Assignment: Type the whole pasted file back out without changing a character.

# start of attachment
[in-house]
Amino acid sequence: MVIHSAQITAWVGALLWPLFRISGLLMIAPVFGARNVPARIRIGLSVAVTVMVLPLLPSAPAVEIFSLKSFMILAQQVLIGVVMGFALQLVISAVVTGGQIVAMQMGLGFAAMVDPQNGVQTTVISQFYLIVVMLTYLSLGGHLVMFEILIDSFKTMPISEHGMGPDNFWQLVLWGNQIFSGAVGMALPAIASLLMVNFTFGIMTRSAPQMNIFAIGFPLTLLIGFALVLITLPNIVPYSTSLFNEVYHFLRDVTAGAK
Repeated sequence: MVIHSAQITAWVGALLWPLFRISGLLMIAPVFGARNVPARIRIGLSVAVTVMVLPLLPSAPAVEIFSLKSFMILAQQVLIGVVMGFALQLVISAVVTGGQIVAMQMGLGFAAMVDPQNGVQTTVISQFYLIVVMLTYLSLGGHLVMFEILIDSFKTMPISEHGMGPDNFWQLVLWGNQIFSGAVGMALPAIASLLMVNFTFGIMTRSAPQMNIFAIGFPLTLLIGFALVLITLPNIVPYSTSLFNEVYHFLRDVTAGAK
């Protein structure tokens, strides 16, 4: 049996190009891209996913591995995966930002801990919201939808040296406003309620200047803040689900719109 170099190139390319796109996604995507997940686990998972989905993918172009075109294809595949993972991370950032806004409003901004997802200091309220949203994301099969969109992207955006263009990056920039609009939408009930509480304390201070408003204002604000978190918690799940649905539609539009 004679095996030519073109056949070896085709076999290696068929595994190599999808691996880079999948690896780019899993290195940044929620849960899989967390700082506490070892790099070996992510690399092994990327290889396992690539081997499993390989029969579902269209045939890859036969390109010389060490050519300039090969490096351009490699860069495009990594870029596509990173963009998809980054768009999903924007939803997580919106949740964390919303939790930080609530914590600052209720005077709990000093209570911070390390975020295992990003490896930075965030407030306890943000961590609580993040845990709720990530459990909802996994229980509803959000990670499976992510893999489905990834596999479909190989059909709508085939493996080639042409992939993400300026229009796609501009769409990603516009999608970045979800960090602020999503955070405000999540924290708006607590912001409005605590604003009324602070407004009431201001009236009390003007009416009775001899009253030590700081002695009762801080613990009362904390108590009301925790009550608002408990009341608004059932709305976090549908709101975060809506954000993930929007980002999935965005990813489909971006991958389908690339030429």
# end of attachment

[in-house]
Amino acid sequence: MVIHSAQITAWVGALLWPLFRISGLLMIAPVFGARNVPARIRIGLSVAVTVMVLPLLPSAPAVEIFSLKSFMILAQQVLIGVVMGFALQLVISAVVTGGQIVAMQMGLGFAAMVDPQNGVQTTVISQFYLIVVMLTYLSLGGHLVMFEILIDSFKTMPISEHGMGPDNFWQLVLWGNQIFSGAVGMALPAIASLLMVNFTFGIMTRSAPQMNIFAIGFPLTLLIGFALVLITLPNIVPYSTSLFNEVYHFLRDVTAGAK
Repeated sequence: MVIHSAQITAWVGALLWPLFRISGLLMIAPVFGARNVPARIRIGLSVAVTVMVLPLLPSAPAVEIFSLKSFMILAQQVLIGVVMGFALQLVISAVVTGGQIVAMQMGLGFAAMVDPQNGVQTTVISQFYLIVVMLTYLSLGGHLVMFEILIDSFKTMPISEHGMGPDNFWQLVLWGNQIFSGAVGMALPAIASLLMVNFTFGIMTRSAPQMNIFAIGFPLTLLIGFALVLITLPNIVPYSTSLFNEVYHFLRDVTAGAK
């Protein structure tokens, strides 16, 4: 049996190009891209996913591995995966930002801990919201939808040296406003309620200047803040689900719109 170099190139390319796109996604995507997940686990998972989905993918172009075109294809595949993972991370950032806004409003901004997802200091309220949203994301099969969109992207955006263009990056920039609009939408009930509480304390201070408003204002604000978190918690799940649905539609539009 004679095996030519073109056949070896085709076999290696068929595994190599999808691996880079999948690896780019899993290195940044929620849960899989967390700082506490070892790099070996992510690399092994990327290889396992690539081997499993390989029969579902269209045939890859036969390109010389060490050519300039090969490096351009490699860069495009990594870029596509990173963009998809980054768009999903924007939803997580919106949740964390919303939790930080609530914590600052209720005077709990000093209570911070390390975020295992990003490896930075965030407030306890943000961590609580993040845990709720990530459990909802996994229980509803959000990670499976992510893999489905990834596999479909190989059909709508085939493996080639042409992939993400300026229009796609501009769409990603516009999608970045979800960090602020999503955070405000999540924290708006607590912001409005605590604003009324602070407004009431201001009236009390003007009416009775001899009253030590700081002695009762801080613990009362904390108590009301925790009550608002408990009341608004059932709305976090549908709101975060809506954000993930929007980002999935965005990813489909971006991958389908690339030429």